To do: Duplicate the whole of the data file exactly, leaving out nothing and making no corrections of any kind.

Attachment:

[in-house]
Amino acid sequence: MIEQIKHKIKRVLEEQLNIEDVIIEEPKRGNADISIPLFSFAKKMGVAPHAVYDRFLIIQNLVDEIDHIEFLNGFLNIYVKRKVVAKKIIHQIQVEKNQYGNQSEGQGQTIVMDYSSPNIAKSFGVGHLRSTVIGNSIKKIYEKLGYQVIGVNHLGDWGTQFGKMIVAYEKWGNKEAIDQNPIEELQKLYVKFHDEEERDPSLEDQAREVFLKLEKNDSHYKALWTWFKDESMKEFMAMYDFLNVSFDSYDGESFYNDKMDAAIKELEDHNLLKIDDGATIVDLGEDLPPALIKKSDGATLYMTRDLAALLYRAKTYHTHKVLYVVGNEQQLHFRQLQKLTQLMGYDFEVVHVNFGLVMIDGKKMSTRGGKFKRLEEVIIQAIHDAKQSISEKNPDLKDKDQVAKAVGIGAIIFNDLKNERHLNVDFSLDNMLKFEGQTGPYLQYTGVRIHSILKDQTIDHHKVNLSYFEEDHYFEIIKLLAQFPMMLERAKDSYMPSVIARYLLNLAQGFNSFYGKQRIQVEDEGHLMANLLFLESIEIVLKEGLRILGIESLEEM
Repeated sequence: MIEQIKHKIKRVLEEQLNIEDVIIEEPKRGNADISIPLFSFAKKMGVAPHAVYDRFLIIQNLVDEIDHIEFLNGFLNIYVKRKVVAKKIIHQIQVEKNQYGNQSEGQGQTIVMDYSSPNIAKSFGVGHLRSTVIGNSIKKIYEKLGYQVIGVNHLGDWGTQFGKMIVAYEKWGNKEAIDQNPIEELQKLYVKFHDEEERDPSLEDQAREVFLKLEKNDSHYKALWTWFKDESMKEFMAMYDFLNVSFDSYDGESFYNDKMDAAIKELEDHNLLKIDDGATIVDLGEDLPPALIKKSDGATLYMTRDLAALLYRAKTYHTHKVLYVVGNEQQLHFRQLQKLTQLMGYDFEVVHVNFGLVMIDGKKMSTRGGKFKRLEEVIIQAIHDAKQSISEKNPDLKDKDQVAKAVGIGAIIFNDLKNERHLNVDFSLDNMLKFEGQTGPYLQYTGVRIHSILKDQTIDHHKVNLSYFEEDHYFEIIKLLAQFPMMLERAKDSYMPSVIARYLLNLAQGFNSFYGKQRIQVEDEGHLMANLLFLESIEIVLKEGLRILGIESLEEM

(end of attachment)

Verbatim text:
[in-house]
Amino acid sequence: MIEQIKHKIKRVLEEQLNIEDVIIEEPKRGNADISIPLFSFAKKMGVAPHAVYDRFLIIQNLVDEIDHIEFLNGFLNIYVKRKVVAKKIIHQIQVEKNQYGNQSEGQGQTIVMDYSSPNIAKSFGVGHLRSTVIGNSIKKIYEKLGYQVIGVNHLGDWGTQFGKMIVAYEKWGNKEAIDQNPIEELQKLYVKFHDEEERDPSLEDQAREVFLKLEKNDSHYKALWTWFKDESMKEFMAMYDFLNVSFDSYDGESFYNDKMDAAIKELEDHNLLKIDDGATIVDLGEDLPPALIKKSDGATLYMTRDLAALLYRAKTYHTHKVLYVVGNEQQLHFRQLQKLTQLMGYDFEVVHVNFGLVMIDGKKMSTRGGKFKRLEEVIIQAIHDAKQSISEKNPDLKDKDQVAKAVGIGAIIFNDLKNERHLNVDFSLDNMLKFEGQTGPYLQYTGVRIHSILKDQTIDHHKVNLSYFEEDHYFEIIKLLAQFPMMLERAKDSYMPSVIARYLLNLAQGFNSFYGKQRIQVEDEGHLMANLLFLESIEIVLKEGLRILGIESLEEM
Repeated sequence: MIEQIKHKIKRVLEEQLNIEDVIIEEPKRGNADISIPLFSFAKKMGVAPHAVYDRFLIIQNLVDEIDHIEFLNGFLNIYVKRKVVAKKIIHQIQVEKNQYGNQSEGQGQTIVMDYSSPNIAKSFGVGHLRSTVIGNSIKKIYEKLGYQVIGVNHLGDWGTQFGKMIVAYEKWGNKEAIDQNPIEELQKLYVKFHDEEERDPSLEDQAREVFLKLEKNDSHYKALWTWFKDESMKEFMAMYDFLNVSFDSYDGESFYNDKMDAAIKELEDHNLLKIDDGATIVDLGEDLPPALIKKSDGATLYMTRDLAALLYRAKTYHTHKVLYVVGNEQQLHFRQLQKLTQLMGYDFEVVHVNFGLVMIDGKKMSTRGGKFKRLEEVIIQAIHDAKQSISEKNPDLKDKDQVAKAVGIGAIIFNDLKNERHLNVDFSLDNMLKFEGQTGPYLQYTGVRIHSILKDQTIDHHKVNLSYFEEDHYFEIIKLLAQFPMMLERAKDSYMPSVIARYLLNLAQGFNSFYGKQRIQVEDEGHLMANLLFLESIEIVLKEGLRILGIESLEEM